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Reading RFPs by the Numbers

May 24, 2011
by Bobbie Byrne, M.D.
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A numeric perspective of an EHR request for proposal

Sitting on my book shelves immediately across from my desk are thick binders. They are the printed copies of the written information that we received from the vendors that we asked to respond to our request for proposal and quotation. Our entire scoring mechanism is trying to put words into something numeric so here is my pass at RFPs by the numbers.

6: The number of vendors involved.

5: The number of vendors who questioned if this was a fair evaluation when they heard that Epic was involved.

14 ½: The height of the binders when stacked on top of each other.

3: The number of times I swore out loud when the binders toppled on my pinkie when trying to stack them for measurement.

101: The number of readers from across the organization.

1,616: The calculated combined number of hours spent reading in the organization. I wanted to do the follow up calculation to determine the dollar cost to the organization for all this reading time, but thought that it would make my CFO clutch his chest.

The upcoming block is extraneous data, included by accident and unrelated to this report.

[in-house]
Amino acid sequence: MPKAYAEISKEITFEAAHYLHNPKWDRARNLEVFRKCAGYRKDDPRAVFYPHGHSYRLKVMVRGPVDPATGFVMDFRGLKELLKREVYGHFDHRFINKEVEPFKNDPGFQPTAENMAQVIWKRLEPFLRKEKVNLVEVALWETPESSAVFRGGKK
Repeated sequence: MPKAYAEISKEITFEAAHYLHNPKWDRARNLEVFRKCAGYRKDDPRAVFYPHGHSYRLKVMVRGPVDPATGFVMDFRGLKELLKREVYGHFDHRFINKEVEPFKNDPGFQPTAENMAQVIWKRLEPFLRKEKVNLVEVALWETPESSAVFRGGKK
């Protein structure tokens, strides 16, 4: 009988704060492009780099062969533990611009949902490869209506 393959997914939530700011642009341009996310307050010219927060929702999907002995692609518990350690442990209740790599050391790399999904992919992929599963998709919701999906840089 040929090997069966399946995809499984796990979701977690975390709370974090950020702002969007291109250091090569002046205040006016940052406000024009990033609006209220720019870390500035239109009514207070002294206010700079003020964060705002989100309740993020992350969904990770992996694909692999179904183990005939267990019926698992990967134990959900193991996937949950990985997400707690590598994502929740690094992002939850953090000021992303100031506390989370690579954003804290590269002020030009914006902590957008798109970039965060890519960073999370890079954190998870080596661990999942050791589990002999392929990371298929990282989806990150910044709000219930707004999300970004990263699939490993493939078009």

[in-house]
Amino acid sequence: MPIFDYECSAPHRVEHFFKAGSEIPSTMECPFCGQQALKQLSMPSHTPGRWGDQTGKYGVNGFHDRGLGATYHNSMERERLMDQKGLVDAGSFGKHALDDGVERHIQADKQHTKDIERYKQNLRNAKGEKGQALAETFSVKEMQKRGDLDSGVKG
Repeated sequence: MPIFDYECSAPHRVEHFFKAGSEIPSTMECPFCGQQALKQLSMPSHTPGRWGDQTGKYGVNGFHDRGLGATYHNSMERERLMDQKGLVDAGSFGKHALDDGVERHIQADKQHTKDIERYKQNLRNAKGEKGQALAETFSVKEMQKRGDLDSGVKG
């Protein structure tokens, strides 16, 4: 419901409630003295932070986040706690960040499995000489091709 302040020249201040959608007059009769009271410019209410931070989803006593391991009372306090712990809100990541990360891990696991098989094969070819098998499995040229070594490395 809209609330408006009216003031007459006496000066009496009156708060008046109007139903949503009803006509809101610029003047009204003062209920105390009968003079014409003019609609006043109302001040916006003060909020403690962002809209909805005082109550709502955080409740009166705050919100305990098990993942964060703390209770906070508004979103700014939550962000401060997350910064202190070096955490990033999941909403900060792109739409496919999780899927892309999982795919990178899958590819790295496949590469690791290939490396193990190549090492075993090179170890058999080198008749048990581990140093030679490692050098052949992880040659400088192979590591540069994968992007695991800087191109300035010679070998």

36: The number of cups of coffee I consumed while reading. Not kidding—I really like coffee.

5: The number of trips to the bathroom while reading.

1: The number of Sharepoint collaboration sites set up to manage the information for the readers

3: The number of users who preferred the Sharepoint site over emailing back and forth

36: The combined number of times that the word “partner” or “partnership” showed up in the Executive Summaries of the proposals.

13: The number of times the one vendor used the word “partner” or “partnership” in their executive summary.

0: The number of times another vendor offered partnership in their executive summary. (I am thinking that they already have so many
customers that they don’t need to offer much)

58: The average page count sample master agreement provided by the vendors.

0: The chance that our lawyers would accept their master agreement anyway.

99 1/4: The highest recommended number of people in IT to implement their system.

52: Our current IT applications staffing level.

11: On a scale of 1-10, my personal desire to make sure this process really works for this organization. (Does the dial go to eleven?)

And finally the one number that everyone wants to know—the price—is ...the subject of another upcoming blog.


 

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Bobbie Byrne

Vice President for Health Information Technology at Edward Hospital in Naperville, Ill

Bobbie Byrne M.D. writes about being a community hospital CIO all the while trying to figure out...